Book Review: Wards of Faerie by Terry Brooks

Wards of Faerie is one of those books that may captivate you looking at it’s cover. If you’re a big fan of the fantasy genre and you saw this at a book store. Without a doubt it will get your attention. However an awesome cover does not usually mean an awesome book. Thus the saying “don’t judge a book by it’s cover”.

Wards of Faerie starts of in a promising way. Showing you an old diary entries about a romantic story between two lovers. Of course as most cliches go, there were complications in their relationships and simply put the girl’s parents forbids her from seeing the boy. In retaliation the boy stole five out of six Elfstones and ran away. However he left a note that says she can use the last Elfstone to find him. Fast forward to the current setting of the book, An elf named Aphenglow discovers these entries and used it to help find the five remaining Elfstones.

That itself should tell you more about this book than it needed to. You’ve got the different races, forbidden romance, and a quest that can immensely affect each and everyone in the world of the book. It is a very generic set up for a fantasy and unfortunately you probably have seen this in earlier books or even in video games. Yes a party is needed for the quest and yes the bad guys are also looking for the said Elfstones. There are not that many aspects in this book that is unique. The story is predictable and the characters mostly one dimensional. There are some that may get your attention here and there and the action sequences are well written. However even that does not save the book from it’s dull premise.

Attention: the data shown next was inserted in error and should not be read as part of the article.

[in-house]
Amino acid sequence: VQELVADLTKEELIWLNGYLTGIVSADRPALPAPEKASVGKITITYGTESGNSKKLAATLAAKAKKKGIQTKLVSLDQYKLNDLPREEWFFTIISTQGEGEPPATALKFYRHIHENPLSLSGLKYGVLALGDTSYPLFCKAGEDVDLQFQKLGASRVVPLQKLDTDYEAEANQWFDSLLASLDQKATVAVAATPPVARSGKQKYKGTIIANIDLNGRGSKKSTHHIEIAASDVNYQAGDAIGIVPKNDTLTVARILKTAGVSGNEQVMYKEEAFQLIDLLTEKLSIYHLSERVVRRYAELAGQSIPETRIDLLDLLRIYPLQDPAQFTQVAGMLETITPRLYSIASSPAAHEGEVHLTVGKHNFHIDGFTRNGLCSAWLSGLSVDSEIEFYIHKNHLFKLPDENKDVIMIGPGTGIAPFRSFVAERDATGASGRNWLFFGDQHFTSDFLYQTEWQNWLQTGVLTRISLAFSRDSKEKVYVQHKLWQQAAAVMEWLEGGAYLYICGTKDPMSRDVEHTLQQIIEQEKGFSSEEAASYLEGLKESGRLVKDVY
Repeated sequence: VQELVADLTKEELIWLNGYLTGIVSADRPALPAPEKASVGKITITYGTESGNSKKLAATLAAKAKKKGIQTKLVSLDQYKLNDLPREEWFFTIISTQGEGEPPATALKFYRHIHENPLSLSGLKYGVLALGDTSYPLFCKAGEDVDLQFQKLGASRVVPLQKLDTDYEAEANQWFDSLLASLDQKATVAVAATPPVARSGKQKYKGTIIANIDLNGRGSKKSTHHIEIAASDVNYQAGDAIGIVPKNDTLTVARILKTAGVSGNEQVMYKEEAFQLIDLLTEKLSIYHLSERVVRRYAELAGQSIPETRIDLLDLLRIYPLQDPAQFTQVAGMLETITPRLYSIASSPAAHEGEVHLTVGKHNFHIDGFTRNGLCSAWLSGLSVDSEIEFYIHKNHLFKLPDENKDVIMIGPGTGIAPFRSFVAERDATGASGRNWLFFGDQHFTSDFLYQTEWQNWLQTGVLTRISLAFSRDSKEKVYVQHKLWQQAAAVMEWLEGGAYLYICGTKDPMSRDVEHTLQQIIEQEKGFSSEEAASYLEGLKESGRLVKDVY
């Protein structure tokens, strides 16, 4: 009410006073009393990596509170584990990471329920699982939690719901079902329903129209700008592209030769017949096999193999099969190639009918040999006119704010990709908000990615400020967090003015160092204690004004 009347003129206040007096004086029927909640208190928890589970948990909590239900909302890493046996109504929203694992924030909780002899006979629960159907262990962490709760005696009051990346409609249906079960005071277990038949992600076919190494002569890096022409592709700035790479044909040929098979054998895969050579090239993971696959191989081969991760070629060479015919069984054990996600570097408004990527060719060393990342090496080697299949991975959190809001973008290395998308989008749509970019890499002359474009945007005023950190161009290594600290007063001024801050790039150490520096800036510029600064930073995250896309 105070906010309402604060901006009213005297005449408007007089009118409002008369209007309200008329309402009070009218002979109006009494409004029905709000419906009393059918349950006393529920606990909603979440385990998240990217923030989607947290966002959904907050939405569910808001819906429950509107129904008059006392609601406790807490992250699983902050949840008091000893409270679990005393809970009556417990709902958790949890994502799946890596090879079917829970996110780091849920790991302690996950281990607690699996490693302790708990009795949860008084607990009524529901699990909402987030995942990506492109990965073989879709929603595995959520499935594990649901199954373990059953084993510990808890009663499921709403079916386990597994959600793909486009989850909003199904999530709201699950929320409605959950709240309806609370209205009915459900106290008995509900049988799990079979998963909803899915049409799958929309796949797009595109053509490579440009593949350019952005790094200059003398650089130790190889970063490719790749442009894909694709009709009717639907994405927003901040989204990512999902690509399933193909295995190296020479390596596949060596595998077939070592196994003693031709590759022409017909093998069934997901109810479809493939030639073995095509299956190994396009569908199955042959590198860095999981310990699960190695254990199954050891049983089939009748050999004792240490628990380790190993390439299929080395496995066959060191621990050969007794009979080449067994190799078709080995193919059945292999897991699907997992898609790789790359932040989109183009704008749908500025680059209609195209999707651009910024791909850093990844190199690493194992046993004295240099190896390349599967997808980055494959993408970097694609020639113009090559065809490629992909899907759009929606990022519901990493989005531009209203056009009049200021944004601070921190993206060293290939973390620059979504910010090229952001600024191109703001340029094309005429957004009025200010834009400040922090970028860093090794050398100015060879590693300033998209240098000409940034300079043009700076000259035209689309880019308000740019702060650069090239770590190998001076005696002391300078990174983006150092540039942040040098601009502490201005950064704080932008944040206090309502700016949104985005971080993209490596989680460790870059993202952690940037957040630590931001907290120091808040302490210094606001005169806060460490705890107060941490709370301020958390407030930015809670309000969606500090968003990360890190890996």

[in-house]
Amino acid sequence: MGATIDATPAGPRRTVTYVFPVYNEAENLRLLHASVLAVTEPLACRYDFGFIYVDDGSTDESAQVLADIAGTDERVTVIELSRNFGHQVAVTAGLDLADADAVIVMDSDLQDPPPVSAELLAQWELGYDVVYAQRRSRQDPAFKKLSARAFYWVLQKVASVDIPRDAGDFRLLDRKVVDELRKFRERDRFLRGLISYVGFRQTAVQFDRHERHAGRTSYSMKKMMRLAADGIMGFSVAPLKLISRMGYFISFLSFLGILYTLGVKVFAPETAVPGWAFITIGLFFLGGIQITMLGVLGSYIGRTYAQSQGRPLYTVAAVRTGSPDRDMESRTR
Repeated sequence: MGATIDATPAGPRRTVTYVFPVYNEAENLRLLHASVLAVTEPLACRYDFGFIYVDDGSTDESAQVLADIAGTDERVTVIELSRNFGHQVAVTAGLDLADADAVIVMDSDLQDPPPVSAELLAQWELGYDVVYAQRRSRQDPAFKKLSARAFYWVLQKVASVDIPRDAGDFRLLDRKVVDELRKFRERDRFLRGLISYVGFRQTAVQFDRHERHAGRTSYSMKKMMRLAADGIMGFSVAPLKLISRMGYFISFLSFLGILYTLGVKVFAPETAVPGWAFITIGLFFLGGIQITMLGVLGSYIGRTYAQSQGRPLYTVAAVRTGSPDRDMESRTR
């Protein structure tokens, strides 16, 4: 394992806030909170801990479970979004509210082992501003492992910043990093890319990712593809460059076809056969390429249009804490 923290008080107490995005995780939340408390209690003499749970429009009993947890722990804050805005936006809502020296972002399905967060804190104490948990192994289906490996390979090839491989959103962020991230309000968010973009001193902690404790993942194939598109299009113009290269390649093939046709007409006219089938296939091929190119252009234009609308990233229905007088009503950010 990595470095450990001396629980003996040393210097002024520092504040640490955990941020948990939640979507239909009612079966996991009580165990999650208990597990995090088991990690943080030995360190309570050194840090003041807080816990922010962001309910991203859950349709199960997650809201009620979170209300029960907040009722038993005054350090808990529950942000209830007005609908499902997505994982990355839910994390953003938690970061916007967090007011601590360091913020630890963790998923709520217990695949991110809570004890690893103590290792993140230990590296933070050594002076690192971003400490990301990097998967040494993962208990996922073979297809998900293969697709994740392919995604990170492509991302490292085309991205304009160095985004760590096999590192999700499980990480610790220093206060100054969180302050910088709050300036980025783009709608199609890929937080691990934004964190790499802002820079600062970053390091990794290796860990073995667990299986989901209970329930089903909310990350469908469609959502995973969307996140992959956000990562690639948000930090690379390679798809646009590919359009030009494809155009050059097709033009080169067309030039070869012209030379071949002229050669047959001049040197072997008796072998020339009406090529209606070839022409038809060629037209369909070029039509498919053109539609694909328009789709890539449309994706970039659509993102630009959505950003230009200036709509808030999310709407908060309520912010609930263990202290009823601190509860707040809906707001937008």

To conclude, it will be liked for people who don’t mind a good fantasy book. The world is very Tolkien like, with elves, orcs, humans, dwarves and of course dragon. That said, it is very generic and people who are looking for a more enthralling form of fantasy would most likely not see it here.

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Book Review: The Hobbit by J.R.R. Tolkien

 

Having watched the first two movies I was curious on how The Hobbit(book) actually played out, specially with the cliffhanger ending of the movie, I just had to read the book to find out the ending. That said, this review will be purely based on what I felt about the book and there will be no movie references for that matter.

The Hobbit was not as a page turner as I expected it to be. It starts quite slow and never really picks up until the third act. In between though, delivers some really enthralling chapters. Riddles in the Dark, is a marvel to read and the exchange of riddles between Bilbo and Gollum feels like an intense match of tennis and one is equally as witty as the other. The adventures withing the Mirkwood forest also delivers some uncomfortable scenes, the feeling of hopelessness is felt and really makes you emotionally attached to the dwarves and makes you feel their frustration while wandering within the forest.

As the third act begins, it really is a giant snowball rolling swiftly down a hill. The plot turns, shocking character changes and not to mention a dreadful war is at hand. It really is the best part of the book for me and it was handled perfectly.

Overall apart from the slow start, there is nothing bad about this book. It delivers an amazing journey and in terms of Bilbo a great sense of self discovery. It’s an incredible book and all fans of the fantasy genre will undoubtedly love it.